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- Does the black movement in the USA has any link with the black mo by roy akhere

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The Black Movement in the USA

The Black Movement in the USA by Herminne Tonita -

Abolishing slavery in the USA started a new period in American life: a solution to the problem of black-white co-existence within the country had to be found. It's interesting to see how the attitude of the blacks towards the situation and social status has been changing throughout the twentieth century.

At the turn of the century Charles W. Chesnutt, one of the major representatives of the Black literary stage, voiced the theory of amalgamation of races. A mulatto himself, Chesnutt used to say that if the white and black races mixed, the problem would vanish entirely. He advocated mutual acceptance of the white and black races mostly by means of Negro assimilation, in reality, his theory was condemned to fail on the white-dominated anti-Negro policy world.

As similationist attitudes of the fist decade of the twentieth century were replaced by the Marcus Garvey back to Africa movement, which initiated the emigration of American Negroes to Africa and the colonization of Liberia. However, under the existing circumstances this venture also proved inadequate.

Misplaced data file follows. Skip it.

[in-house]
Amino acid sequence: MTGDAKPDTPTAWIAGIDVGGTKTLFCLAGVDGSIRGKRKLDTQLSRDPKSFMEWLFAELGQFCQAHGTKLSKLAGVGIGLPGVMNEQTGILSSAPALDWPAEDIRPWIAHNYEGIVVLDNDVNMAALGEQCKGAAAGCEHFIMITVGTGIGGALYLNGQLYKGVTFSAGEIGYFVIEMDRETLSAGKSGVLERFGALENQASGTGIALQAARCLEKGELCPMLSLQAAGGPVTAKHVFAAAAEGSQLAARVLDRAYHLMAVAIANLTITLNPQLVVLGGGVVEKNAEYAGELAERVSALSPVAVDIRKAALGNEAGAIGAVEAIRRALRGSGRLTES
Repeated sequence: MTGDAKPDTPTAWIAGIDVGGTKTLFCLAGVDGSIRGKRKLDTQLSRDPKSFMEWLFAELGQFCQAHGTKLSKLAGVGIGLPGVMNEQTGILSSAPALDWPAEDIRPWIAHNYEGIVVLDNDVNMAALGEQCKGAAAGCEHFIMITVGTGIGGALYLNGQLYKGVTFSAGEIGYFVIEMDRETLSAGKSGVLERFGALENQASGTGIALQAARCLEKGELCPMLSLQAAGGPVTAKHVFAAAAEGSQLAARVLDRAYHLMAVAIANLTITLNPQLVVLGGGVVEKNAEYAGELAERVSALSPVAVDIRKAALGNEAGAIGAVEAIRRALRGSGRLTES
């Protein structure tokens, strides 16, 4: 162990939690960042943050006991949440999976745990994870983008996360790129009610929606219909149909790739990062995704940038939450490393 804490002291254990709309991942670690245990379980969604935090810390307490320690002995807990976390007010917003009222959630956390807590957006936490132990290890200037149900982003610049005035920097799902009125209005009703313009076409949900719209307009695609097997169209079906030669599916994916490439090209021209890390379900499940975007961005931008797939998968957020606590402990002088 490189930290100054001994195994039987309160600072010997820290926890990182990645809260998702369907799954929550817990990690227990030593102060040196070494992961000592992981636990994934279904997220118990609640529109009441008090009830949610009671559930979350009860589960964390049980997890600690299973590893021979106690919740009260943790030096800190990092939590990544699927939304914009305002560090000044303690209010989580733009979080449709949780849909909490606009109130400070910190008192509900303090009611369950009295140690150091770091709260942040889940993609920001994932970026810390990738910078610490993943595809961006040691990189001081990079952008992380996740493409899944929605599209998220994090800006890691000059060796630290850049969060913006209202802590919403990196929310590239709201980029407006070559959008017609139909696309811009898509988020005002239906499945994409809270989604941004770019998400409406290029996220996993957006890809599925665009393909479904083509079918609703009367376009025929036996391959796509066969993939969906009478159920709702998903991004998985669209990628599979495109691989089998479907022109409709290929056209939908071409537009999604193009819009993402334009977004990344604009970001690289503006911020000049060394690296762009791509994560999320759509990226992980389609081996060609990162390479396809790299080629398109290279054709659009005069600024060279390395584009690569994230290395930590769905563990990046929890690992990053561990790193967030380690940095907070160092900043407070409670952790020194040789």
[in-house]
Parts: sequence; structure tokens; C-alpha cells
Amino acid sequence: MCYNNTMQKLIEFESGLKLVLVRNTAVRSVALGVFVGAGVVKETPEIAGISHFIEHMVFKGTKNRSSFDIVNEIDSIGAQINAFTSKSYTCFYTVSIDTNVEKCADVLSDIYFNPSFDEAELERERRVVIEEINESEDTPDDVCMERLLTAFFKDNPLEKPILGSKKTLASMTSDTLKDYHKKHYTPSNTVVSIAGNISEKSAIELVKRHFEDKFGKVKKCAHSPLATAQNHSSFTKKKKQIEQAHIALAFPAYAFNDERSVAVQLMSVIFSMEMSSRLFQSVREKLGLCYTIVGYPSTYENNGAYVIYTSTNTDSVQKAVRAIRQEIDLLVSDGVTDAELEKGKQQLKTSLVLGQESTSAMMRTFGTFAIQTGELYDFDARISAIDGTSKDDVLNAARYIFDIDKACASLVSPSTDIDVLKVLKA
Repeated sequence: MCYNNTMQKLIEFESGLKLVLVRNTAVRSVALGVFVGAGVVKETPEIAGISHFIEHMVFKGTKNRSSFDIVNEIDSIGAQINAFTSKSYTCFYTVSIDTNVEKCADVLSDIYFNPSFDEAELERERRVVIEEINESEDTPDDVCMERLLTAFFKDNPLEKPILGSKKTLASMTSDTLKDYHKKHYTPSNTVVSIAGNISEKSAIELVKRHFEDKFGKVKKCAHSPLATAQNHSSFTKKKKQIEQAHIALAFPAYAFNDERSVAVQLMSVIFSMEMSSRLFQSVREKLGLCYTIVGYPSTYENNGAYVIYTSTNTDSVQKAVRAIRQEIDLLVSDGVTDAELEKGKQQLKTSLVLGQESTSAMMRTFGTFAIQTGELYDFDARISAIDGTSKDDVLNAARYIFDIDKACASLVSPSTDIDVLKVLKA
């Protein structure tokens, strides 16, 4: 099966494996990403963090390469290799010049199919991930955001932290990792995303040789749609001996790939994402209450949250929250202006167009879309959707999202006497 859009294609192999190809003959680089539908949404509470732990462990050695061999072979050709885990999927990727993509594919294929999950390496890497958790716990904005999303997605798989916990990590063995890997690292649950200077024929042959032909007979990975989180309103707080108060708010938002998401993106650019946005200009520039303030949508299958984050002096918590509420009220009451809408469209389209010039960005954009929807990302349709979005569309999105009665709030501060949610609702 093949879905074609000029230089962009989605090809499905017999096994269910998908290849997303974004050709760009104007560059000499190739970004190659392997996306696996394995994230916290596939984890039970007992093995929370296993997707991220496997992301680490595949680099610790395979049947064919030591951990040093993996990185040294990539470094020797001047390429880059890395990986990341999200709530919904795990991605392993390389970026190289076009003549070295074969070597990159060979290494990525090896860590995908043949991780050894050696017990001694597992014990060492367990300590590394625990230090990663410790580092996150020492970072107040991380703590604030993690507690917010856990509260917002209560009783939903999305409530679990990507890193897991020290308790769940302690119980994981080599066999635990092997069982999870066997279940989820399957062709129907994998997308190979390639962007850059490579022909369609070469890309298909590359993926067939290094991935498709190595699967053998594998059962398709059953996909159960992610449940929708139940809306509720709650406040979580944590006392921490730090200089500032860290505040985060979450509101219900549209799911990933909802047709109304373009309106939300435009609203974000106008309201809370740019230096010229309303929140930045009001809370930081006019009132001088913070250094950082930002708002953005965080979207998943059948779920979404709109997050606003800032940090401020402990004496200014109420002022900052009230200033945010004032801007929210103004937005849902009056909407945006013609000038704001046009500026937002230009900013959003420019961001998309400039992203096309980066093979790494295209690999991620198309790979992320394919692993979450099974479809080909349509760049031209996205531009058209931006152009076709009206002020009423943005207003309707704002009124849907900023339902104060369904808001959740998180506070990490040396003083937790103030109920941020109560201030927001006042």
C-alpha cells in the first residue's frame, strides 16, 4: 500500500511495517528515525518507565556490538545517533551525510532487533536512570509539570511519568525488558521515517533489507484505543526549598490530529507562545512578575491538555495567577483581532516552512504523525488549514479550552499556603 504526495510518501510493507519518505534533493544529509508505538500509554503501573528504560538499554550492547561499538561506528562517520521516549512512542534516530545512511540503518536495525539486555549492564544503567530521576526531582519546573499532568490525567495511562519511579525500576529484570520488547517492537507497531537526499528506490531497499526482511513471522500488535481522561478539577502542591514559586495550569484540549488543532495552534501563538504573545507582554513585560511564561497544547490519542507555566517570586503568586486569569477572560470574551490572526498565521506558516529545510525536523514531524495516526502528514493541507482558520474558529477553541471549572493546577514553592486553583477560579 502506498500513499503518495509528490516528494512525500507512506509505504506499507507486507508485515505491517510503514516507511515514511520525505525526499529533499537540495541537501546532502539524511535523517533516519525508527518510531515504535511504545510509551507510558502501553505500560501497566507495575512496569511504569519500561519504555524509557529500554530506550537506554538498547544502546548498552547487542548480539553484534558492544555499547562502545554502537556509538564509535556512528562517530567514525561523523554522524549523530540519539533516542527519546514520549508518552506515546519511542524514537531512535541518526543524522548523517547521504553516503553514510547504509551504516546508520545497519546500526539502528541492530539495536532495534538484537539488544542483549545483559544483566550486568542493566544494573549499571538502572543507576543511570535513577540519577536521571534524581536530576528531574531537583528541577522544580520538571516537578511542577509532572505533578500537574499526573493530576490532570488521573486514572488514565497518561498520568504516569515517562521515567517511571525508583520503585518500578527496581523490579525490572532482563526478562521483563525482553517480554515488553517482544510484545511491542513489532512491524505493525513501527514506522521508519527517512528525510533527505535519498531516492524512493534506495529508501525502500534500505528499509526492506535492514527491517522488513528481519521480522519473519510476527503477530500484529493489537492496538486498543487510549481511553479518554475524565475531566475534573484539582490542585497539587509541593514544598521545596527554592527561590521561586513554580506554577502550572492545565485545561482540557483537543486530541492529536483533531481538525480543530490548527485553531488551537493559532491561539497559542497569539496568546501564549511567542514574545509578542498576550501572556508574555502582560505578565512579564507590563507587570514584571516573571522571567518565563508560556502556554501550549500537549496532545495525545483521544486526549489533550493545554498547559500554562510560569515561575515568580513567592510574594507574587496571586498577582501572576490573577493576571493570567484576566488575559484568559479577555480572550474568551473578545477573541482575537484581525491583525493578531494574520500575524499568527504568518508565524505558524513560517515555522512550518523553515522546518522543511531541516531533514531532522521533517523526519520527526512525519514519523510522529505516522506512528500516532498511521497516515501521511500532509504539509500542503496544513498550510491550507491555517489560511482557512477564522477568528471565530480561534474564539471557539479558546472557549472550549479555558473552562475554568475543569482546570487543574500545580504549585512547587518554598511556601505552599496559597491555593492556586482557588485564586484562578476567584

The 1920s developed the concept of the New Negro. It can be traced back to Booker T. Washington, who stressed the need for self-help and self-improvement. The more radical view rejected an inferior position in favor of self- respect and ambition. Bruce insisted upon organized resistance in Negro fights for equal rights. The New Negro was to be race-proud, independent, economically advancing and politically advanced.

The victory of Franklin D. Roosevelt's liberalism in the 1940s meant more progressive social-which was, however, curbed under Eisenhower administration.

It was only in 1955, after the successful anti-segregation city buses boycott in Montgomery, Alabama, that Martin Luther King summed up the objectives for the civil rights movement. He stressed that Negroes in America should stick together and believe in themselves; that they should not be afraid of threats and should oppose violence with a new and powerful weapon they had just discovered: non violent resistance. His mass movement of non-violence and passive resistance by means of demonstrations, boycotts, economic pressures-was aimed at integration and assimilation of the Blacks into American society. King's assassination in 1969 closed this chapter of the Negroes' long and tiresome fight for acknowledgement of their civil rights.
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Tags: black movement, usa, american life, new period, attitude, twentieth century

Category: Entertainment  - ( Entertainment Archive)

Date Added: 25 August '09

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